Tuesday, September 22, 2015
50 Ways to Enjoy Fall
1. Road trip to see the changing leaves.
2. Check out a local craft or harvest Festival.
4. Go apple picking.
5. Take a walk in the woods.
6. Have a bonfire.
7. Tell ghost stories.
8. Play in a leaf pile.
9. Get involved in The Susan G. Komen 3-Day for the Cure.
10. Throw a costume party.
11. Learn to bake a pie from scratch.
12. Watch a scary movie.
13. Make S'mores.
14. Create a fall centerpiece.
15. Go tailgating with friends.
16. Visit a haunted house or corn maze.
17. Build a scarecrow.
18. Plant spring bulbs.
19. Attend an Oktoberfest.
20. Read a good mystery or horror novel.
21. Learn to knit a scarf.
22. Go geocaching in a state park.
23. Learn to build a fire.
24. Rent a cabin in the mountains.
25. Make a festive wreath.
26. Start a journal.
27. Watch the sunset.
28. Take a hot air balloon ride.
29. Go horseback riding.
30. Learn to cook with butternut squash.
32. Tour a winery.
33. Shop for the latest fall fashions.
34. Grab some binoculars and start bird watching.
35. Donate warm clothing to The Salvation Army.
36. Spend a day antiquing.
37. Arrange and pot beautiful fall annuals for the porch.
38. Read by the fire.
39. Hike to a breathtaking overlook.
40. Carve a pumpkin.
41. Start a new hobby.
42. Sketch the season.
43. Learn to preserve food and create your own antique labels.
44. Take a hayride.
45. Go on a ghost tour.
46. Make caramel apples.
47. Explore a historic district on foot.
48. Find a way to volunteer.
49. Visit a zoo.
50. Host a game night.
Deborah Malone has worked as a freelance writer and photographer since 2001, for the historical magazine "Georgia Backroads." Her writing is also featured in "Tales of the Rails," edited by Olin Jackson and the "Christian Communicator." A member of the Georgia Writers Association and of American Christian Fiction Writers, she has an established blog, Butterfly Journey.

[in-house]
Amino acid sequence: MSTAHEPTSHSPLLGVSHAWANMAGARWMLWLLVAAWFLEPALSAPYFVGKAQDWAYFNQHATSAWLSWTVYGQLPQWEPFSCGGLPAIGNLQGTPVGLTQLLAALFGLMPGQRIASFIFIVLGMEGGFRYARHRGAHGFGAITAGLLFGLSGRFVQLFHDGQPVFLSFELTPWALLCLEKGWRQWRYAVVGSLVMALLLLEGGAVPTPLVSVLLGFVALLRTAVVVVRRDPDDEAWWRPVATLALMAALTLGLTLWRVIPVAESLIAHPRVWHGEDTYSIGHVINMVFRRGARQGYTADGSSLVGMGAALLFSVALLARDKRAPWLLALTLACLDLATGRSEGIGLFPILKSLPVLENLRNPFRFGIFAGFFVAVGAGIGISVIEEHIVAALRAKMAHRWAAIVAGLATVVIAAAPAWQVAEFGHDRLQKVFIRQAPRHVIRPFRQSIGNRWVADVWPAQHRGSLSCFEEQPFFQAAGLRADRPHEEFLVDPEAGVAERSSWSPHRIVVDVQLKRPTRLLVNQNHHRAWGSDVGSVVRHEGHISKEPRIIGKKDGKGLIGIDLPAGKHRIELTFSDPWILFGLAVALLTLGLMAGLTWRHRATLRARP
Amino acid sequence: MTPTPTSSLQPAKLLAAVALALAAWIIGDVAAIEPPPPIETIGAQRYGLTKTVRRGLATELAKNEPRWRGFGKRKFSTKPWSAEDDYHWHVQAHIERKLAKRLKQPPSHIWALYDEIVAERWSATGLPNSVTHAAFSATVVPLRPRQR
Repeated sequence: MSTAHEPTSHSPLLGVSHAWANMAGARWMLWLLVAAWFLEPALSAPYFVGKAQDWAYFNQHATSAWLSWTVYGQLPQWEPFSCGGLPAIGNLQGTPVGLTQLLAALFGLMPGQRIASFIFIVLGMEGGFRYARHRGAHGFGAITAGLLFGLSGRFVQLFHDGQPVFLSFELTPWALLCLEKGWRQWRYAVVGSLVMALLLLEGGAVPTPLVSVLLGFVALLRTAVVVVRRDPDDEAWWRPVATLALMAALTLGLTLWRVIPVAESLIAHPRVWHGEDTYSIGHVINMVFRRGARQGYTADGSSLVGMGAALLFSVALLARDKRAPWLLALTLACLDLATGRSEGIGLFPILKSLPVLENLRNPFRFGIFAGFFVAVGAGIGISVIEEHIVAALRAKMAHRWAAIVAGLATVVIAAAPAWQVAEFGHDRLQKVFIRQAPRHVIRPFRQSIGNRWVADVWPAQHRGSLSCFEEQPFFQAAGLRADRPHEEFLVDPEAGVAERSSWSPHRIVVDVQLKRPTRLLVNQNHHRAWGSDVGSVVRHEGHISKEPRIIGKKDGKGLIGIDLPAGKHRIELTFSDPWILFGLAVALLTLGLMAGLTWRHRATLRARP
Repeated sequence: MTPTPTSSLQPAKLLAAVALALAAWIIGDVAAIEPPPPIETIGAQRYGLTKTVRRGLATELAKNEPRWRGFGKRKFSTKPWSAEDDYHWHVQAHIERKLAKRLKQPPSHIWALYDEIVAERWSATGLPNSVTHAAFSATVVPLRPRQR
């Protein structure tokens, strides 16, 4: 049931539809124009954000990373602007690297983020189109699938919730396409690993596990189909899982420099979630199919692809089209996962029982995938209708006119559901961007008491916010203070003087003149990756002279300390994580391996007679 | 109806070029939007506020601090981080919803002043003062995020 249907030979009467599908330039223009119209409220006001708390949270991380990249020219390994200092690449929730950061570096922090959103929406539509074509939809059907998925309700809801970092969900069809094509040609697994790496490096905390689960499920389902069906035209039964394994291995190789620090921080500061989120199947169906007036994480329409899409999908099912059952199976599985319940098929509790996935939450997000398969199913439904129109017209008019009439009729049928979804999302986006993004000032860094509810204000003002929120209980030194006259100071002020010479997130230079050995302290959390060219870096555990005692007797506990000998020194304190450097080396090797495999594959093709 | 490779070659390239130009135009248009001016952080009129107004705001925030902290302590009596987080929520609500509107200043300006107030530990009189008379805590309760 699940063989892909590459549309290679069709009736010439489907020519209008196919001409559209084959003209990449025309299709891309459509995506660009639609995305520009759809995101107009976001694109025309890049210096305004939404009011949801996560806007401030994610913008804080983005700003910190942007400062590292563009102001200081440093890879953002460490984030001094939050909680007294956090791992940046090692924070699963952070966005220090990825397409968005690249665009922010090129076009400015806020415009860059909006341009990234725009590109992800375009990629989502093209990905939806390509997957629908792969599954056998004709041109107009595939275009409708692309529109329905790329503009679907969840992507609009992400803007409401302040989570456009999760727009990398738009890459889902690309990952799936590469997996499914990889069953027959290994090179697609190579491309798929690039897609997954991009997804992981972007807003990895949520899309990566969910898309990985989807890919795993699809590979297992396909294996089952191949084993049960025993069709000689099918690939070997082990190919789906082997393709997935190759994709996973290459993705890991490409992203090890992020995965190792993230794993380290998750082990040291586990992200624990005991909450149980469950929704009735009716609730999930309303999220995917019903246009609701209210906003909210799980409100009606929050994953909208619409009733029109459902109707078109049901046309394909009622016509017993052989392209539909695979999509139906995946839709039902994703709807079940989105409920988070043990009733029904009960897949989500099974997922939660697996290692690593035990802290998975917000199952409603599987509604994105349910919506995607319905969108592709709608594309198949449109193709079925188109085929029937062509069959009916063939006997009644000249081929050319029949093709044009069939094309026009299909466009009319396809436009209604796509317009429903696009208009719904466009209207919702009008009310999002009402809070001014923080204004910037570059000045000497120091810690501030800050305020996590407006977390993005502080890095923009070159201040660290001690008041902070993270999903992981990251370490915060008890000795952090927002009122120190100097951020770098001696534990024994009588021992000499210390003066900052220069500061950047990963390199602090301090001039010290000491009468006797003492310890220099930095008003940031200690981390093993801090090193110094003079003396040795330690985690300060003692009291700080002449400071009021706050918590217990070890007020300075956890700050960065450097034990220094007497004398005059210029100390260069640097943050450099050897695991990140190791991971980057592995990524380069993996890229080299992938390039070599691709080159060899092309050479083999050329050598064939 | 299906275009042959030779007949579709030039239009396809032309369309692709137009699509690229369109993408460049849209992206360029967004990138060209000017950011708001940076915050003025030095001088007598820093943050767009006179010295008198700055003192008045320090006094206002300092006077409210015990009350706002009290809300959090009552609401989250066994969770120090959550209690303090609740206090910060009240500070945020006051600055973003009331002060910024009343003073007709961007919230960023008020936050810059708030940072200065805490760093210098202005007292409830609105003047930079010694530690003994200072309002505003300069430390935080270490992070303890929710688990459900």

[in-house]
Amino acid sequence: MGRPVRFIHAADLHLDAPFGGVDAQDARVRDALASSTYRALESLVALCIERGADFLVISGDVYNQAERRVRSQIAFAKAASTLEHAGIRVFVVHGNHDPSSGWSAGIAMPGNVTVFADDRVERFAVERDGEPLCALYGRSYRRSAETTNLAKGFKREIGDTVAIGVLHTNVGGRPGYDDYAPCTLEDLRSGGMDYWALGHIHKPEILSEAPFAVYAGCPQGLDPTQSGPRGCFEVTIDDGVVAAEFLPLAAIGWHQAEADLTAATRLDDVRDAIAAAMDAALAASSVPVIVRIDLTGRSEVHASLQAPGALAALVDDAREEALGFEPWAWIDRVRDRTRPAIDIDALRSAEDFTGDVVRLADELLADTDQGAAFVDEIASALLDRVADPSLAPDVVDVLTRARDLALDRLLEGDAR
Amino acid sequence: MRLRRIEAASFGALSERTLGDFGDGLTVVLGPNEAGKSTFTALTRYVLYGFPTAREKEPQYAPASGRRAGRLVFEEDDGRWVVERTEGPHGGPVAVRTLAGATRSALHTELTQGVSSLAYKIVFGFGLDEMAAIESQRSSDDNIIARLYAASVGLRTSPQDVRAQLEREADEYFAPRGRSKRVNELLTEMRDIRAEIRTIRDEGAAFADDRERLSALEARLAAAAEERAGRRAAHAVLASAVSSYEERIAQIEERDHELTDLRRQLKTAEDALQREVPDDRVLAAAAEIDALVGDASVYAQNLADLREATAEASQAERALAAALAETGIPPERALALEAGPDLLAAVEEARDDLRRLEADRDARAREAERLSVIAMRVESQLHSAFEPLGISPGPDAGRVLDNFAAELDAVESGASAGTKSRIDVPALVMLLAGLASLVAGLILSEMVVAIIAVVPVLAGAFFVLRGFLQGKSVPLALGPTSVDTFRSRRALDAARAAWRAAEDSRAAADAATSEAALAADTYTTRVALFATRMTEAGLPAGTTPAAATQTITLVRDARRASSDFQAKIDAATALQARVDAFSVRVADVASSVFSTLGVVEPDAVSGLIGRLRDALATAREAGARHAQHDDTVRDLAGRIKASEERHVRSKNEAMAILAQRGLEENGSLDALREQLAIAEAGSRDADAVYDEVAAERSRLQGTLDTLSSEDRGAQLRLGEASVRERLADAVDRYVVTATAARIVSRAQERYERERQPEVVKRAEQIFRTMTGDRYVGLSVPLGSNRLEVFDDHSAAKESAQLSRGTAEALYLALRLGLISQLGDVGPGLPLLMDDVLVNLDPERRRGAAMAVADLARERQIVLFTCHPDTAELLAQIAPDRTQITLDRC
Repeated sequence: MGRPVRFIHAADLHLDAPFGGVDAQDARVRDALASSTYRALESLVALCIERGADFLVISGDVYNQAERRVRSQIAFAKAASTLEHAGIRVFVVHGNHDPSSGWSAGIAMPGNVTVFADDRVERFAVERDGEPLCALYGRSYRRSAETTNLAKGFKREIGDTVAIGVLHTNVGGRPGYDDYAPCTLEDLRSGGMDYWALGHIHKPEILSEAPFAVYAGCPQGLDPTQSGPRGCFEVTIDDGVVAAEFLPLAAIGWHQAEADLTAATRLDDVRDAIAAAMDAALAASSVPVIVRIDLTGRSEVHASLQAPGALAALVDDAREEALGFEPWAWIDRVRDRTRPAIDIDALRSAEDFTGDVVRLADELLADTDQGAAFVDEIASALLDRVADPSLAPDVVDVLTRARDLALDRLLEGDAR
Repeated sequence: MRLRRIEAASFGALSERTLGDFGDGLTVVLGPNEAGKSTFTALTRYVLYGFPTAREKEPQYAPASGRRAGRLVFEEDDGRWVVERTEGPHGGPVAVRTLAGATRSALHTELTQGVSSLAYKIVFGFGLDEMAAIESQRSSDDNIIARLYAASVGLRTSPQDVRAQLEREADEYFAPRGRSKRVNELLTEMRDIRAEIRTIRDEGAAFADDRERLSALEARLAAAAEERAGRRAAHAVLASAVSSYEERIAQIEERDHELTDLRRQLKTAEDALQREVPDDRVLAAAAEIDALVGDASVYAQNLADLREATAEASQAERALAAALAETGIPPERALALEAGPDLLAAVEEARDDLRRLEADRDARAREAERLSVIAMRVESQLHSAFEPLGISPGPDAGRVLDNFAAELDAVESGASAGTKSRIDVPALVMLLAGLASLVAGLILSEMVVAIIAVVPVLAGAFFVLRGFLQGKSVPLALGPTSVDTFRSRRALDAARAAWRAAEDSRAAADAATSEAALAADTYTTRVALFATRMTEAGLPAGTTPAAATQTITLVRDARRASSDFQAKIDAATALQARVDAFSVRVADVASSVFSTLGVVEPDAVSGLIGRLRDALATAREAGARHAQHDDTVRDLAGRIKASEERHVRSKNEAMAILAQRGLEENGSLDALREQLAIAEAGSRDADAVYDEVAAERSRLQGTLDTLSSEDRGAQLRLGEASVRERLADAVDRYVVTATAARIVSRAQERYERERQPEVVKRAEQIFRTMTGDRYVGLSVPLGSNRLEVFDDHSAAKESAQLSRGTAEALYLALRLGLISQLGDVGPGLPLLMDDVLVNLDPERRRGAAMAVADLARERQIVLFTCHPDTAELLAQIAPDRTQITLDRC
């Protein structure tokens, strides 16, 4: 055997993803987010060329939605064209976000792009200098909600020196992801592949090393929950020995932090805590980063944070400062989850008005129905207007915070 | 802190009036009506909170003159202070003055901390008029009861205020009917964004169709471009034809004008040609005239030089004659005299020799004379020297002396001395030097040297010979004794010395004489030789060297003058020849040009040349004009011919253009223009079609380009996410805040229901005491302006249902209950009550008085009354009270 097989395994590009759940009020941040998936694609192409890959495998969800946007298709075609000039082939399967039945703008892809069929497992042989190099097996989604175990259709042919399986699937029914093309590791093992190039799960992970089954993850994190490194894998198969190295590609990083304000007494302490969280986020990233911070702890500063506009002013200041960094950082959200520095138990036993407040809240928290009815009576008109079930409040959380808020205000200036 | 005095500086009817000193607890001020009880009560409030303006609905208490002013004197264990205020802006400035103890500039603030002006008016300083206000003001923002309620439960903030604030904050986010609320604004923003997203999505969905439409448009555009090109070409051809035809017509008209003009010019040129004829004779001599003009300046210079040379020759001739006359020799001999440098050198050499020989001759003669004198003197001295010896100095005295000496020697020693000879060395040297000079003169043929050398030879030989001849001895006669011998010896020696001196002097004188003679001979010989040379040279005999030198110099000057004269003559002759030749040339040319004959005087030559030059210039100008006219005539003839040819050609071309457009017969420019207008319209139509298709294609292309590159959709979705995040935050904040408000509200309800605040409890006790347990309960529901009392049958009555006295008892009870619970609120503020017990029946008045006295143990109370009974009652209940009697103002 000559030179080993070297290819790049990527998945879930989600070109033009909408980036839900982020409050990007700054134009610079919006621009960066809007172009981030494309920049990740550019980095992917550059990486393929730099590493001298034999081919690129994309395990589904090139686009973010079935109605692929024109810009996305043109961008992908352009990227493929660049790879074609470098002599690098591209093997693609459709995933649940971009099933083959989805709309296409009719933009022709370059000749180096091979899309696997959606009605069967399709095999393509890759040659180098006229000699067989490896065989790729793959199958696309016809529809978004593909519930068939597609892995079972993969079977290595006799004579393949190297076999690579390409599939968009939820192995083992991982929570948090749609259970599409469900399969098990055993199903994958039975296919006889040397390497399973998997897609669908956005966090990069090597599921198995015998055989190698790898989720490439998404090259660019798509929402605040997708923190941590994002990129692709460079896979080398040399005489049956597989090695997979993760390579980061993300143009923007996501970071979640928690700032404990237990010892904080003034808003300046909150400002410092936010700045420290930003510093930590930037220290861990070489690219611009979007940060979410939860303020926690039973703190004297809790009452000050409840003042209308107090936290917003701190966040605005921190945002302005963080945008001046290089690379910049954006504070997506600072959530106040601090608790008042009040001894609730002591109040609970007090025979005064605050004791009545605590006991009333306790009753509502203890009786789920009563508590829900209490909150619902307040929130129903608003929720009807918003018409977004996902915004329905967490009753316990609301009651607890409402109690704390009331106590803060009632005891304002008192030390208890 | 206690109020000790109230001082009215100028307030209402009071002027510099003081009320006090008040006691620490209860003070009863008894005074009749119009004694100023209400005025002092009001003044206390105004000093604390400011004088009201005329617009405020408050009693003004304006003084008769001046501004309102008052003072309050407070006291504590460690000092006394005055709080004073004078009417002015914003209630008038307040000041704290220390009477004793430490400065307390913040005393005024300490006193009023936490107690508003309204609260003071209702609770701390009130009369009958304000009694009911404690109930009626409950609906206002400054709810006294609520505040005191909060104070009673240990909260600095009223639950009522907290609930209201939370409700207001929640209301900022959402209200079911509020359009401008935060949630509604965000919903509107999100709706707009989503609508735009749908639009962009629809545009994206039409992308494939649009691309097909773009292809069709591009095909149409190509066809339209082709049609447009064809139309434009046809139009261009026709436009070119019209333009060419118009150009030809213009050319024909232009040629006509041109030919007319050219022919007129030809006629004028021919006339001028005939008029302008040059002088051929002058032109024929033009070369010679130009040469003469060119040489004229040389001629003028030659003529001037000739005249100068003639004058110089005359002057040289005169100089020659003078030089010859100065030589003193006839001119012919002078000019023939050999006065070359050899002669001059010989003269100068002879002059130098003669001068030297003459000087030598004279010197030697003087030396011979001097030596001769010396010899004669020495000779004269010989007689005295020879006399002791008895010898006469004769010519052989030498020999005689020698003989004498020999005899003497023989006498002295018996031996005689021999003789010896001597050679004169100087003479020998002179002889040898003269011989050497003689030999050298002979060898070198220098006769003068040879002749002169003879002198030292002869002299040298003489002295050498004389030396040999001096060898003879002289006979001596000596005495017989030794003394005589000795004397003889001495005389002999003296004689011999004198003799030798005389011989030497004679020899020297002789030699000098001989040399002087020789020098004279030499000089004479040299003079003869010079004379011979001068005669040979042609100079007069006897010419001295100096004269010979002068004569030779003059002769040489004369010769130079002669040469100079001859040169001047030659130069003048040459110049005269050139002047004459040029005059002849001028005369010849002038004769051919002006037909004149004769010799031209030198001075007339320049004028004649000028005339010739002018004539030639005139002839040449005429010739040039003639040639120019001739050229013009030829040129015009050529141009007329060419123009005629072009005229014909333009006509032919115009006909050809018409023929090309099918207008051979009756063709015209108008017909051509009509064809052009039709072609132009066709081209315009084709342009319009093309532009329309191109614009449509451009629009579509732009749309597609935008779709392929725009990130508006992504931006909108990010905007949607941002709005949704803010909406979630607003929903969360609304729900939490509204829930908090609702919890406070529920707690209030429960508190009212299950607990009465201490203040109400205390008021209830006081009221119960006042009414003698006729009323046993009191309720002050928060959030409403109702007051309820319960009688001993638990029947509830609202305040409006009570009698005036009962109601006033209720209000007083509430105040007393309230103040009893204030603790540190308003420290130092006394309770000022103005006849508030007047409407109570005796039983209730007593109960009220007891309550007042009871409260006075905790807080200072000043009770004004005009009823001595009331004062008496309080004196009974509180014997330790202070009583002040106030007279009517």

Sunday, August 23, 2015
Well, the truth is Rome, GA is not a big city but I did help fight crime for a night. In Rome you are able to ride along with a police officer on his shift. I was privileged to ride with Officer Cory of the City of Rome Police Department. This is great for research when writing any genre of mysteries. Come along with me as I tell you about our big night. Oh! I almost forgot to tell you that I did have to stay in the car when on calls. However, I could see the small monitor on their screen and I could hear what he was saying. Let's go on some calls!
3:00 - Time for group briefing before going out on the beat. Sectors and cars were assigned.
3:30 - We got a call to check on someone at one of the local extended stay motels known for drug use and prostitution. A woman had called in to 911 saying she was concerned about her father and thought he might be suicidal. We made the call and officer Cory discovered the man was all right. He called his daughter and relayed the message to her.
3:50 - We no sooner got down the road when we came upon a wreck that had just happened. Officer Cory turns the car around in the middle of the road and proceeds to work the wreck. No one was hurt, but the EMT's were called to check out an elderly lady. She was fine, but I'm afraid the car wasn't as lucky and had to be towed.